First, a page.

a page of madness

film writing by nicholas vroman

Archive for August 2010

The Secret in their Eyes / El secreto de sus ojos

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Well deserved 2010 Academy Award winner for best foreign language film, Juan José Campanella’s The Secret in their Eyes opens with retired criminal investigator Benjamin Espósito (Ricardo Darin) finishing a novel based on a case he worked on some 25 years earlier, in the 1970s. The unresolved brutal murder and rape of young woman became the turning point in his life.  Through a series of flashbacks the who-done-it is laid out with pinpoint accuracy, even if there are some plot devices that beg for some serious suspension of disbelief. But Campanella pulls it off, largely with an exceptional cast of Argentine regulars. Comic star Guillermo Francella as Pablo, Benjamin’s best friend and co-worker, pulls off one of the best performances of the year with his drunken inspirations, comic moments and ultimately heart-rending performance.  As every very good mystery deserved a story of unrequited love and The Secret in their Eyes delivers in spades with Benjamin’s 30-year crush on his beautiful boss, Irene (Soledad Villamil).  And a simultaneously creepy and moving wraps the whole thing up brilliantly.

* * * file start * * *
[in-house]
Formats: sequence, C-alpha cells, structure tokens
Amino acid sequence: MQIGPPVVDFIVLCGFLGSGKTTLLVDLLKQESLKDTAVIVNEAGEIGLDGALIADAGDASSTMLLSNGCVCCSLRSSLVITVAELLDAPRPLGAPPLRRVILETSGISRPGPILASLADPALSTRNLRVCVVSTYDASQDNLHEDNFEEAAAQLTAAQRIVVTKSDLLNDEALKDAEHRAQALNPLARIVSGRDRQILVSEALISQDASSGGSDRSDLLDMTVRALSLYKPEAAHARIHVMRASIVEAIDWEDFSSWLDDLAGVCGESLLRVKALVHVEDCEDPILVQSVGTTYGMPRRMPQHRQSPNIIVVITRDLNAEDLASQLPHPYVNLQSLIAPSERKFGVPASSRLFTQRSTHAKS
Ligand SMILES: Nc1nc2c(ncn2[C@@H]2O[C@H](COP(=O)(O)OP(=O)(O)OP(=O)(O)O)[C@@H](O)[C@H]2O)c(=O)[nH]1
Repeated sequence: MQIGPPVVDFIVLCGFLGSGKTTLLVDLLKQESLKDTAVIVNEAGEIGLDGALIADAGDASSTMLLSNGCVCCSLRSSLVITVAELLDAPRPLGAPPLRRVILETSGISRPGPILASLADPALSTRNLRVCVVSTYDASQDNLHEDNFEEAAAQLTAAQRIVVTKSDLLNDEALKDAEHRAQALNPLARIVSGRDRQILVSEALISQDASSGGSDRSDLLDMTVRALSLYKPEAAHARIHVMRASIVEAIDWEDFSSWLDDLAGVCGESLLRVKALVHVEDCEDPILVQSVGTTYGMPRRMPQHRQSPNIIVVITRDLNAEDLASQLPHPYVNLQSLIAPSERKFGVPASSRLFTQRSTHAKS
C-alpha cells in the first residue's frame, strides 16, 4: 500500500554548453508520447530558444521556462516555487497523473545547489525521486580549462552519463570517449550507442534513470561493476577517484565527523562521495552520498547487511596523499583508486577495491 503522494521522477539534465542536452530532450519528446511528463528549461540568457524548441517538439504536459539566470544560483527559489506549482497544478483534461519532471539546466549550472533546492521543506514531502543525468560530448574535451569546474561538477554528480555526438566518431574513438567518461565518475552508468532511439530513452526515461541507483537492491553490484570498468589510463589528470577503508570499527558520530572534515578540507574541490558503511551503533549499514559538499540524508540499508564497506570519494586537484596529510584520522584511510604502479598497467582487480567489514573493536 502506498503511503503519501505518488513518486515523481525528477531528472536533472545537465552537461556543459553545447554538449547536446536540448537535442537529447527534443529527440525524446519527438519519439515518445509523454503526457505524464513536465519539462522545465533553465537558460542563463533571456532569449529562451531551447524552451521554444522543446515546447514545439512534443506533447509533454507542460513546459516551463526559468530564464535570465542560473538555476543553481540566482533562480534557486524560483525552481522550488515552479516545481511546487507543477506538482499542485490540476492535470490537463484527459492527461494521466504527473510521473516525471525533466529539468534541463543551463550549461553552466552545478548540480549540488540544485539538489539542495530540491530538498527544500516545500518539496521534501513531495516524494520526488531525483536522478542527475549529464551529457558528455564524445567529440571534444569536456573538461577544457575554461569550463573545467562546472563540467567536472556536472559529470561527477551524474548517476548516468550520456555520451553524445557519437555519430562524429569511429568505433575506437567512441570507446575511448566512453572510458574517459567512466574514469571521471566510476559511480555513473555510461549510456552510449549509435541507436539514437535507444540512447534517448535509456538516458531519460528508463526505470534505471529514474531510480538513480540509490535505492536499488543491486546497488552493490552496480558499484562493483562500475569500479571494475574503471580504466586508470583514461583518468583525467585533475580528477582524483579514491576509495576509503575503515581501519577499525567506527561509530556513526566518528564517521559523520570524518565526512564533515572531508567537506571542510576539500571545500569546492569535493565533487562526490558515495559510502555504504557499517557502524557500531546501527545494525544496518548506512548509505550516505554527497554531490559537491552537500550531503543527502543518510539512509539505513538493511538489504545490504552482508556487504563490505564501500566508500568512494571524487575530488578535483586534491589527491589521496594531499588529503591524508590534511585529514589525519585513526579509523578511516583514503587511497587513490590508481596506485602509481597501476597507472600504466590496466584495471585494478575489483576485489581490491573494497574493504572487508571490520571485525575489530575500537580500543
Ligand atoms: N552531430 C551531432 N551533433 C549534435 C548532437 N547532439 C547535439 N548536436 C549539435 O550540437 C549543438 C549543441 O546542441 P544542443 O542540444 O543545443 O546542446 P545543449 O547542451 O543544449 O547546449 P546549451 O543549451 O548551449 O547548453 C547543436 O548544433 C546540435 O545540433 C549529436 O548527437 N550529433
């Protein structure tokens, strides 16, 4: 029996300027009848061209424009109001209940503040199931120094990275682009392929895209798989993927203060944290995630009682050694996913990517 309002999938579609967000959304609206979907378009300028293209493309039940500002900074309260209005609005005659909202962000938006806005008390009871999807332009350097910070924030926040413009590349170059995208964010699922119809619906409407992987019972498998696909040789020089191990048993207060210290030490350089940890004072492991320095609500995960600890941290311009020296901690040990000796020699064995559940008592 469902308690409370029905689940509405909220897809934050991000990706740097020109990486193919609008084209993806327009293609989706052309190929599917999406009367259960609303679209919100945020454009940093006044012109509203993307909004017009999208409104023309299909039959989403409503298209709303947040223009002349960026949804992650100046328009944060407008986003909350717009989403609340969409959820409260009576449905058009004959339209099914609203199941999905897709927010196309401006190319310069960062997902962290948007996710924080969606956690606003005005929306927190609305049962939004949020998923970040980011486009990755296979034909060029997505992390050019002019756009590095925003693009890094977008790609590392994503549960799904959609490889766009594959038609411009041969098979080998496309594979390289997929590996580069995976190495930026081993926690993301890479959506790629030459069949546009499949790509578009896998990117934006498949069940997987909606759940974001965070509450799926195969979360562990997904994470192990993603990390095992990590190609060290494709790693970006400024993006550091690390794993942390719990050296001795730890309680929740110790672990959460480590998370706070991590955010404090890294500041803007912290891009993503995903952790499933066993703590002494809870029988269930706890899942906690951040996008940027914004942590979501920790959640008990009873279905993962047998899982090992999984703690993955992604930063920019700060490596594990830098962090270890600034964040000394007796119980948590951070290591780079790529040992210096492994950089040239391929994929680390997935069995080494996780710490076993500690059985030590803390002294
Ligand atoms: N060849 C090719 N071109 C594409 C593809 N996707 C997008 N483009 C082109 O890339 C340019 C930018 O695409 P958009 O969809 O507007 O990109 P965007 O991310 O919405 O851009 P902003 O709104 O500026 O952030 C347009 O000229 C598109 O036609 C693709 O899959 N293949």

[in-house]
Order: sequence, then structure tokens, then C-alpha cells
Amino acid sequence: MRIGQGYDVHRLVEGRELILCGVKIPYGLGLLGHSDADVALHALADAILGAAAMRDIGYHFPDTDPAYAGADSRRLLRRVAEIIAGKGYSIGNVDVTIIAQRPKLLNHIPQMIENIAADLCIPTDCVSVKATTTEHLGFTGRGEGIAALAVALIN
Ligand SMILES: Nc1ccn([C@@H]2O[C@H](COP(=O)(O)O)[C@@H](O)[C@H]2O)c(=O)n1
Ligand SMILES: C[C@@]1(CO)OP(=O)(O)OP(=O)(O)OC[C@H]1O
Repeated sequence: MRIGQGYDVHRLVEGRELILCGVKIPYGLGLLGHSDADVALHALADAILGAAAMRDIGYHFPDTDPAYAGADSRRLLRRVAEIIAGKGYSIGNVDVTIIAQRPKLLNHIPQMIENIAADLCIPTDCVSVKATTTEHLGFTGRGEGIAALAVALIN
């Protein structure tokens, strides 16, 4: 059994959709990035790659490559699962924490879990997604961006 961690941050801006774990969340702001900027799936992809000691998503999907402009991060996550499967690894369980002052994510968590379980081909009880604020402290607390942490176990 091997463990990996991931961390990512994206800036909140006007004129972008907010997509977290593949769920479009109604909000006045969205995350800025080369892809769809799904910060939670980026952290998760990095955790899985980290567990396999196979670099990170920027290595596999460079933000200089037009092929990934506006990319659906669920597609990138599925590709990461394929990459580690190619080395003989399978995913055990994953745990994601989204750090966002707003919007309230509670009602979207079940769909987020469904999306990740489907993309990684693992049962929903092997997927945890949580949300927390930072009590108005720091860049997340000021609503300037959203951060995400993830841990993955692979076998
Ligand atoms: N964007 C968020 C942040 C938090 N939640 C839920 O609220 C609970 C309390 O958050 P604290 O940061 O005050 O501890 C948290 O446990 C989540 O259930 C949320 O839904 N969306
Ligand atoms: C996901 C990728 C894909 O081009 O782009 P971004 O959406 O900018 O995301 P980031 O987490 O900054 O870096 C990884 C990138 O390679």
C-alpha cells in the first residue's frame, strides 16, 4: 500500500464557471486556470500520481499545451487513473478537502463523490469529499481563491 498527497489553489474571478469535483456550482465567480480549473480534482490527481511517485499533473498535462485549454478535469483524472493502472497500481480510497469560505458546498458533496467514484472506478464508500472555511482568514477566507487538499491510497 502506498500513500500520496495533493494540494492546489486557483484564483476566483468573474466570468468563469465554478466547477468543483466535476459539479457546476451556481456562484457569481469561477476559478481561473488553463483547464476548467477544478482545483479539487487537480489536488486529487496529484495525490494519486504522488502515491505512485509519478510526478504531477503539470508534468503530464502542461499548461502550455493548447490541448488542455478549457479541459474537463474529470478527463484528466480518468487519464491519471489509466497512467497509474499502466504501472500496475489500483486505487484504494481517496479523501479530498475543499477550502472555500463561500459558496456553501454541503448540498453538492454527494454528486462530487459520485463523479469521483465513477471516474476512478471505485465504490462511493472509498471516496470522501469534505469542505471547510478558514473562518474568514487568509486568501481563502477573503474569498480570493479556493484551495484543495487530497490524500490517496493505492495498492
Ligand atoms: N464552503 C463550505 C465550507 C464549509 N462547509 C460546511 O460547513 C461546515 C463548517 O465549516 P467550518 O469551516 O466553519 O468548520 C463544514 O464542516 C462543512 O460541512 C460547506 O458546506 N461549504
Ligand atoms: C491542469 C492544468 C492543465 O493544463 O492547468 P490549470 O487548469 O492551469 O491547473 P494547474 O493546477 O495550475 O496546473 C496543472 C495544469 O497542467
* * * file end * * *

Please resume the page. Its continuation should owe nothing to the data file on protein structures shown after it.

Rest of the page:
Published in EL Magazine, August 2010

In the City of Sylvia / En la ciudad de Sylvia

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Catalan director Jose Luis Guerin’s masterpiece In the City of Sylvia is like a Hitchcock film abstracted through the eyes – and ears – of Robert Bresson. Apart from the stunning visuals, Sylvia’s sound design mesmerizes. A twenty something young man (Xavier Lafitte) comes to Strasbourg. He spends a day at a café, sketching customers, sees a beautiful brunette (Pilar López de Ayala) whom he begins to follow.  After a long an abstract and labyrinthine cat and mouse game, he finally accosts her in a tram convinced she is Sylvia, a woman he met 6 years earlier.  Guardedly responding to her stalker, she says she isn’t. He apologizes profusely. Later that night he goes to a bar and picks up a young woman. The next day finds him at a bus stop, people watching and eventually seeing “Sylvia” again on a passing tram.  With this simple backbone, Guerin builds a strange, beguiling and touching film. Part essay in cinematic voyeurism, part reflection on obsession, desire and mystery, In the City of Sylvia is a wholly original cinematic experience.

Published in EL Magazine, August 2010